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Raj Kumar vs Swaran Singh on 29 January, 2018

2. In this revision petition, it has been stated that in a suit for declaration and
permanent prohibitory injunction titled Parshotam Dass (by his legal
representative Raj Kumar) Vs. Swaran Singh, the defendant (herein
respondent) proceeded against ex parte after he failed to appear in the case
continuously for several dates of hearing and ultimately after recording ex
parte evidence a decree was passed on 27.02.2012, declaring the alleged
adoption of defendant No.1 by one Smt. Khetri Devi, the paternal aunt of
the petitioner, to be null and void, and defendant was permanently
restrained from selling alienating, interfering or transferring any movable or
immovable property of the said Smt. Khetri Devi. It has further been
stated that the husband of the one Smt. Khetri Devi, Sh. Ram Nath, was one
of the members of the family along with Sh. Lekh Raj, Parshotam Dass and
Kuldeep Raj (sons of sh. Lakmi Chand), whom land measuring 16 kanals 3
marlas in Khasra Nos.34, 35, 62 and 69 of village Kotli Gallabana was

C. Rev. No.18/2013 Page 1 of 11
allotted , and all the four were entitled to the said land and the rights about
the same, whether occupancy or otherwise, in equal shares. The said Sh.
Ram Nath expired, leaving behind his widow Smt. Khetri, and she is said to
have later, after the death of her husband, adopted one Sh. Swaran Singh as
her son. Sh. Parshotam Dass, one of the members of the said family, filed a
suit for declaration that the alleged adoption by the said Smt. Khetri Devi
was null and void and also for permanent prohibitory injunction restraining
the defendant from interfering, selling or transferring the said land or any
part thereof. The defendant filed his written statement on 10.12.2010 and
thereafter absented himself on several dates of hearing. The Court, being
satisfied that there was no cause for the defendant not to appear in the case,
proceeded ex parte against him on 20.09.2011. In the meantime, father of
the petitioner, Sh. Parshotam Dass (Plaintiff), died on 01.03.2011, and the
petitioner was brought on record as the legal representative of the deceased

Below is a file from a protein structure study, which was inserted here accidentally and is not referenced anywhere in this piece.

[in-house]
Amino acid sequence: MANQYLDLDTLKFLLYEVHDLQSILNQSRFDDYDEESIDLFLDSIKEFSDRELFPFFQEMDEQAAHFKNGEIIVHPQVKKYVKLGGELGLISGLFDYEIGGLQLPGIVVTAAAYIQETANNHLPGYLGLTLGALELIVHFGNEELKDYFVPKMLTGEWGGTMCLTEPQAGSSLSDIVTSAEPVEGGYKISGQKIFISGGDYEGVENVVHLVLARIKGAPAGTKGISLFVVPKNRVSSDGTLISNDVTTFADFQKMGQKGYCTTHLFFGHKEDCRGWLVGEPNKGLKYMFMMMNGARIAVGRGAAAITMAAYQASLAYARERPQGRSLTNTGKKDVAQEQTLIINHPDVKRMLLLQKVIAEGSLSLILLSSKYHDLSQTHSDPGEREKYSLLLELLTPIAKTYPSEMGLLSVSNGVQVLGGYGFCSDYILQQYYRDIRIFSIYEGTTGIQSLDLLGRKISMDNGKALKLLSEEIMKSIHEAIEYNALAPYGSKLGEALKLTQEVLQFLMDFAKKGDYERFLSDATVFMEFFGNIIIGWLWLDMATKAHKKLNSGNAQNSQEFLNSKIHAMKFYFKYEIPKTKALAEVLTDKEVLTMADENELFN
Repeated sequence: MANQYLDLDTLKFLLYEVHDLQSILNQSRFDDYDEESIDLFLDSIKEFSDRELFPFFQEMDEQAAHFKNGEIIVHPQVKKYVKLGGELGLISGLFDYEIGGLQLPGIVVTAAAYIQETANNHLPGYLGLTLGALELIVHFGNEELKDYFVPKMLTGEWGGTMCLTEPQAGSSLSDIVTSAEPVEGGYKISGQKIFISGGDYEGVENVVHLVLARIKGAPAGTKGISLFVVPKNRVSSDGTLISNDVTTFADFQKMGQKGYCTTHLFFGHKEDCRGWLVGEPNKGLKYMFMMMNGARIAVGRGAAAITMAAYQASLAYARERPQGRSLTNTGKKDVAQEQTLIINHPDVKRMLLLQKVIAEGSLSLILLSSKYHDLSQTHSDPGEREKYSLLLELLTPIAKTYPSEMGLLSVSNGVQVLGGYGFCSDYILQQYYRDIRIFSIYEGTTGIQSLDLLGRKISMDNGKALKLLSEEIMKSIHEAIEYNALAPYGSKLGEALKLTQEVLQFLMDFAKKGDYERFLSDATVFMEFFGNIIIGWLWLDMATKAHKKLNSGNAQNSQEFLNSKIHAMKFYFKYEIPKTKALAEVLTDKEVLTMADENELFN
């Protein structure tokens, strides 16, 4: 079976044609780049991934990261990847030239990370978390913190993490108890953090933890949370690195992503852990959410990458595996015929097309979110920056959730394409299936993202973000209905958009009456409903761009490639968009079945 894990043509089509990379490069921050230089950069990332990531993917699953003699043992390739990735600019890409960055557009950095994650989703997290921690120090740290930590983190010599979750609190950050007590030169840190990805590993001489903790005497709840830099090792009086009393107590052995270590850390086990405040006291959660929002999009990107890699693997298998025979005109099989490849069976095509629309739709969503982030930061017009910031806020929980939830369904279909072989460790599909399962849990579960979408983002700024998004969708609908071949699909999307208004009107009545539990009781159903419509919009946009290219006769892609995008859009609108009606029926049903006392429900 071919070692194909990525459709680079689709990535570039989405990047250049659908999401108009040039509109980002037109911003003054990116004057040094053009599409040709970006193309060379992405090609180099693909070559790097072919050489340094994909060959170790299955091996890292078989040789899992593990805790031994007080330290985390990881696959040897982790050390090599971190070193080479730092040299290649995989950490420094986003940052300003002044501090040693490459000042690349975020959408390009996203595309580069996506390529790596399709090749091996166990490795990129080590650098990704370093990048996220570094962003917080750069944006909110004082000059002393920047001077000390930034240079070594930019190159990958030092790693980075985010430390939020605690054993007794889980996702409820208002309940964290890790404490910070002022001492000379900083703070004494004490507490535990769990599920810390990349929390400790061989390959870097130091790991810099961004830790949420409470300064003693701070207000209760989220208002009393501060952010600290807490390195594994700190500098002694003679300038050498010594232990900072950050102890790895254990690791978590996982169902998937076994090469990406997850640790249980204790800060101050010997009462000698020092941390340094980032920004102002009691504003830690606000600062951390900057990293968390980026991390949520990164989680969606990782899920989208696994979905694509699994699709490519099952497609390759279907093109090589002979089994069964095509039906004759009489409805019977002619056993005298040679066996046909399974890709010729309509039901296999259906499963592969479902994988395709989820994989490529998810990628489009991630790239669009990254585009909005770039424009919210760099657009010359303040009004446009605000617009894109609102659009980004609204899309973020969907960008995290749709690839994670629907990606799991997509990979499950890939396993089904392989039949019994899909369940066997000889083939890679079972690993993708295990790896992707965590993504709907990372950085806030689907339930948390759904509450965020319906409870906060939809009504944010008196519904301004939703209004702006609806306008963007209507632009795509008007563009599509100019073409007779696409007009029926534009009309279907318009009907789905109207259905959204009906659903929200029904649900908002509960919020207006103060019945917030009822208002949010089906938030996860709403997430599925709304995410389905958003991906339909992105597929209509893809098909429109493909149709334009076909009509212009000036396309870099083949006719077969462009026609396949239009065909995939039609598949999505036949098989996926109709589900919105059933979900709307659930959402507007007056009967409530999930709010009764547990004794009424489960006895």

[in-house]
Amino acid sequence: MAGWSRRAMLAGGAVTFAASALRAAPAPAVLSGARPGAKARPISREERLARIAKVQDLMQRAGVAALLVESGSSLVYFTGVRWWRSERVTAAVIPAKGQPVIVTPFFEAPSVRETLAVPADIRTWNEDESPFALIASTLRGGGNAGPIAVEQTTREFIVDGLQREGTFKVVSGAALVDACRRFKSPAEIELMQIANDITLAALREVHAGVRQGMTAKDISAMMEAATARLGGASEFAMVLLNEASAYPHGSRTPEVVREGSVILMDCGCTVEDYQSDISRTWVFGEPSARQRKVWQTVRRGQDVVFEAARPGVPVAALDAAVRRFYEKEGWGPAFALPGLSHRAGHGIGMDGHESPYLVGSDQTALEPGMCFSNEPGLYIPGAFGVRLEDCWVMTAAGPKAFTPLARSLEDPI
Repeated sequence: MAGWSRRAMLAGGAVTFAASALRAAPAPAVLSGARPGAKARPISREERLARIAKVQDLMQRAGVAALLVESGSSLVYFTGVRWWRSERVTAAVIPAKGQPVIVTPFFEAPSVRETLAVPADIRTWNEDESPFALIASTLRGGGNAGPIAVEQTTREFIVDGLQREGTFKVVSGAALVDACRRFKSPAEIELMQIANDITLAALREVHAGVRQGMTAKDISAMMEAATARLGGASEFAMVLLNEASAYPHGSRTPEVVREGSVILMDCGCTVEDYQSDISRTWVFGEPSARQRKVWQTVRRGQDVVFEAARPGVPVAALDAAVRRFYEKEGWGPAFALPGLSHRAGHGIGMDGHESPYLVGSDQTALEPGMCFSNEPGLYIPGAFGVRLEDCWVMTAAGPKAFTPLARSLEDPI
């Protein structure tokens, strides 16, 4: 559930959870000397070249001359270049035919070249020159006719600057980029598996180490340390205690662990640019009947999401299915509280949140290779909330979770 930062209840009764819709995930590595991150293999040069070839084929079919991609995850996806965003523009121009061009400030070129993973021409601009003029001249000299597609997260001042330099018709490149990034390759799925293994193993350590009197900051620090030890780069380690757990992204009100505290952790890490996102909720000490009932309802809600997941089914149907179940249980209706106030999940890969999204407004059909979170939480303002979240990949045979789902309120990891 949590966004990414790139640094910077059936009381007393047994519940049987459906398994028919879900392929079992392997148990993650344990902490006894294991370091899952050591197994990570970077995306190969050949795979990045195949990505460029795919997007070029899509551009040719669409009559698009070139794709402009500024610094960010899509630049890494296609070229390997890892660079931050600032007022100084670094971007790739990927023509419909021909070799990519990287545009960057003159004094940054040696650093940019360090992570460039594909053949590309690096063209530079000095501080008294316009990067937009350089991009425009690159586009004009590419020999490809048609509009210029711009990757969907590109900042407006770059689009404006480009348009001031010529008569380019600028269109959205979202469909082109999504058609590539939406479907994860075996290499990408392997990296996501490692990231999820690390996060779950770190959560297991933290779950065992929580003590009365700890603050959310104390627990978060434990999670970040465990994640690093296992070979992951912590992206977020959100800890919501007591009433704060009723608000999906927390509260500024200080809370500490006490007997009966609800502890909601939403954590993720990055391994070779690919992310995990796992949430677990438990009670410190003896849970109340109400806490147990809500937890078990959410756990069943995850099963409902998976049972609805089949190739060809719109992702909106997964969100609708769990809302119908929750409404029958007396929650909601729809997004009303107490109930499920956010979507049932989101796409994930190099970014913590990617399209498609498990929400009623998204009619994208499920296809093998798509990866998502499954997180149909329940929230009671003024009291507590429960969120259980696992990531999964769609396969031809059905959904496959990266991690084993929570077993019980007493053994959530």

on 06.01.2012, of course upon his application in that behalf. The Court,
after recording ex parte evidence, decreed the suit on 27.02.2012. Long
thereafter, the defendant made an application for setting aside the ex parte
decree under Order 9 Rule 13 of the Code of Civil Procedure on 05.06.2012,
obviously long after the expiry of the period of limitation; and along with
prayer for condoning delay by means of a separate application was filed .
The Munsiff R.S.Pura allowed both the applications, one for condoning
delay and the other for setting aside the said ex parte decree by his order
dated 04.02.2013. It is further contended that the ground on which the delay
in filing the application for setting aside the ex parte decree is bought to be
condoned is that Parshotam Dass plaintiff had come closer to the defendant
and agreed to withdraw the case as compromised, but unfortunately died
before the same could be withdrawn, and that he (defendant) had informed
his counsel about the said agreement, and that the application of the
petitioner herein for bringing him on record as legal representative of the
deceased had been allowed without intimation to him either by the Court or

C. Rev. No.18/2013 Page 2 of 11
by his counsel. The averments made in the said application are not only
vague but also self contradictory. There is nothing in the application about
when the said Parshotam Dass agreed with the defendant to compromise or
withdraw the suit, and why the same could not be compromised or
withdrawn before his death, nor about how he took it that he needed not to
appear in the Court until the case was terminated in a compromise or
withdrawal. It is a cock-and bull story that makes up for the cause to
condone delay on the said ground. The counsel for the respondent herein
had received the copy of the application to the petitioner for bringing him
on record as legal representative of his deceased father, and it does not